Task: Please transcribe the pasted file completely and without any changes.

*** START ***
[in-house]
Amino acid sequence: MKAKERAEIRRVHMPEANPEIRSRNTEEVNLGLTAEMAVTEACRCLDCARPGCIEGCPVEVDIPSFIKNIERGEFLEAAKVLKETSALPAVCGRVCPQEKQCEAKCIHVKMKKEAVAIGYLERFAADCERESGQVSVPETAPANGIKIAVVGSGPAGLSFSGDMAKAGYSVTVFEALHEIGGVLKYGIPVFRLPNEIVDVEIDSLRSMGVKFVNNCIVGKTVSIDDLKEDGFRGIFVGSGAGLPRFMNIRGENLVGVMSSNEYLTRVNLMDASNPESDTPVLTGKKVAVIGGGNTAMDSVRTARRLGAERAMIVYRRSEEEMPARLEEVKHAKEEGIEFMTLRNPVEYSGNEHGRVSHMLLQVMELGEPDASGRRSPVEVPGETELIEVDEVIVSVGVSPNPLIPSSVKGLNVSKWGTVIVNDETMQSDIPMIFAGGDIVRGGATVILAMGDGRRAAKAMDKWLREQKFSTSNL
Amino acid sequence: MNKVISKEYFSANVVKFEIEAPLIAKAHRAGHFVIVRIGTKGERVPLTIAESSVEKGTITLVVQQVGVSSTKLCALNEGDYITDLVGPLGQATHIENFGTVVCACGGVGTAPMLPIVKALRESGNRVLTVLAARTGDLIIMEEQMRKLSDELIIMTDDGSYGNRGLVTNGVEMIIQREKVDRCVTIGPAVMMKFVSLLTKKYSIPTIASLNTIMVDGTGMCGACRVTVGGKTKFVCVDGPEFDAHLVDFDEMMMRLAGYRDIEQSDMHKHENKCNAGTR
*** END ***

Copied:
[in-house]
Amino acid sequence: MKAKERAEIRRVHMPEANPEIRSRNTEEVNLGLTAEMAVTEACRCLDCARPGCIEGCPVEVDIPSFIKNIERGEFLEAAKVLKETSALPAVCGRVCPQEKQCEAKCIHVKMKKEAVAIGYLERFAADCERESGQVSVPETAPANGIKIAVVGSGPAGLSFSGDMAKAGYSVTVFEALHEIGGVLKYGIPVFRLPNEIVDVEIDSLRSMGVKFVNNCIVGKTVSIDDLKEDGFRGIFVGSGAGLPRFMNIRGENLVGVMSSNEYLTRVNLMDASNPESDTPVLTGKKVAVIGGGNTAMDSVRTARRLGAERAMIVYRRSEEEMPARLEEVKHAKEEGIEFMTLRNPVEYSGNEHGRVSHMLLQVMELGEPDASGRRSPVEVPGETELIEVDEVIVSVGVSPNPLIPSSVKGLNVSKWGTVIVNDETMQSDIPMIFAGGDIVRGGATVILAMGDGRRAAKAMDKWLREQKFSTSNL
Amino acid sequence: MNKVISKEYFSANVVKFEIEAPLIAKAHRAGHFVIVRIGTKGERVPLTIAESSVEKGTITLVVQQVGVSSTKLCALNEGDYITDLVGPLGQATHIENFGTVVCACGGVGTAPMLPIVKALRESGNRVLTVLAARTGDLIIMEEQMRKLSDELIIMTDDGSYGNRGLVTNGVEMIIQREKVDRCVTIGPAVMMKFVSLLTKKYSIPTIASLNTIMVDGTGMCGACRVTVGGKTKFVCVDGPEFDAHLVDFDEMMMRLAGYRDIEQSDMHKHENKCNAGTR